In this new-in-’21 book, research psychologist David DeSteno goes “cherry-picking the world’s religions to find useful practices for living better lives,” Kirkus Reviews adjudges. “[T]he author’s emphasis is…results-oriented,” Matthew Hutson adds, writing in The Wall Street Journal. Religion, he explains, is not just “a source of inherent meaning for the majority of the world who do worship,” it is, or should be, as well, “a rich resource for open-minded unbelievers.”
Religious practices and rituals—think baptism, confirmation, weddings, funerals—“can provide believers and non-believers,” ReformJudaism.org reckons, “with a toolbox for coping with the vicissitudes of human existence.” Don’t “ignore religion, but…make use of it,” Kirkus Reviews’ critic urges, pointing out that “modern society has much to learn” from what Hutson calls “spiritual technologies”; after all, they “work,” he notes, “without magical thinking.”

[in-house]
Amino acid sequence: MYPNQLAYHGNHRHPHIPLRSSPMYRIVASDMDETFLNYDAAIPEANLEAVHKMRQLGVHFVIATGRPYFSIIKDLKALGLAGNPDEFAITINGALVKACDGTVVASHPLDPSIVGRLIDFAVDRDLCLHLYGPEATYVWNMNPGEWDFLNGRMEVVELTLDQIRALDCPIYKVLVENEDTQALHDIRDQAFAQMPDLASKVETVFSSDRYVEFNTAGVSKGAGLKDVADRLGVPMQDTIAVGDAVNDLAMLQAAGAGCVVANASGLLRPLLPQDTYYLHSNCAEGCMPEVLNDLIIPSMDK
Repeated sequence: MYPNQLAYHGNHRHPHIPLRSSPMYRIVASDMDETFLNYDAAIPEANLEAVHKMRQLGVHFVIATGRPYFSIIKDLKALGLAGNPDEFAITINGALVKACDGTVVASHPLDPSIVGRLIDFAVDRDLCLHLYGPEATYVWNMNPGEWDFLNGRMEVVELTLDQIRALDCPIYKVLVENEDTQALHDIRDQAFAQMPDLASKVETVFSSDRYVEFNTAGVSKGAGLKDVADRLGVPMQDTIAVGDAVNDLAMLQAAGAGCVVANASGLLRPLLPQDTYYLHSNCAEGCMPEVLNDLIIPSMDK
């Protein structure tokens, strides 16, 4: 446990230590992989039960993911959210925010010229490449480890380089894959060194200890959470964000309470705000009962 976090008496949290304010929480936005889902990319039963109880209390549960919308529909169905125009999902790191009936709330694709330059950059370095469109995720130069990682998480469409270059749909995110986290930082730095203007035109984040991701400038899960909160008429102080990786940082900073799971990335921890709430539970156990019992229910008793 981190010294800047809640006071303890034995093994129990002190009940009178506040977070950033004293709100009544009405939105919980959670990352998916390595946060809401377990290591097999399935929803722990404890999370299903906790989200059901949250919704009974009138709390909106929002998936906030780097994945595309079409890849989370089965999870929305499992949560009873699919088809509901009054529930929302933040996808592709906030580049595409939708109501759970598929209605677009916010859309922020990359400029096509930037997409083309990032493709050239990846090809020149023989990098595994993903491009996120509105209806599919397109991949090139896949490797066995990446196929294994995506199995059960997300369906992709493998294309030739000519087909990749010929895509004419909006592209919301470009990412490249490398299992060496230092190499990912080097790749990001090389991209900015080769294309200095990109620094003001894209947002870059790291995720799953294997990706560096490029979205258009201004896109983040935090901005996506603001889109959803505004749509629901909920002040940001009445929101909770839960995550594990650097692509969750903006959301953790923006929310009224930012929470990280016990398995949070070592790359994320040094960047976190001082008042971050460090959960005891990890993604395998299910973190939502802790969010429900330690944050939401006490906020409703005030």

So it is that DeSteno “advocates ‘religioprospecting’, a practice through which”—Kirkus Reviews again—world religions can be mined “for whatever benefits can be found within them.”
A professor of psychology at Boston’s Northeastern University, where he directs the Social Emotions Group, DeSteno has served as editor-in-chief of the American Psychological Association’s journal, Emotion. His work examines the mechanisms of the mind that shape vice and virtue.
How God Works: The Science Behind the Benefits of Religion
By David DeSteno
Simon & Schuster, 2021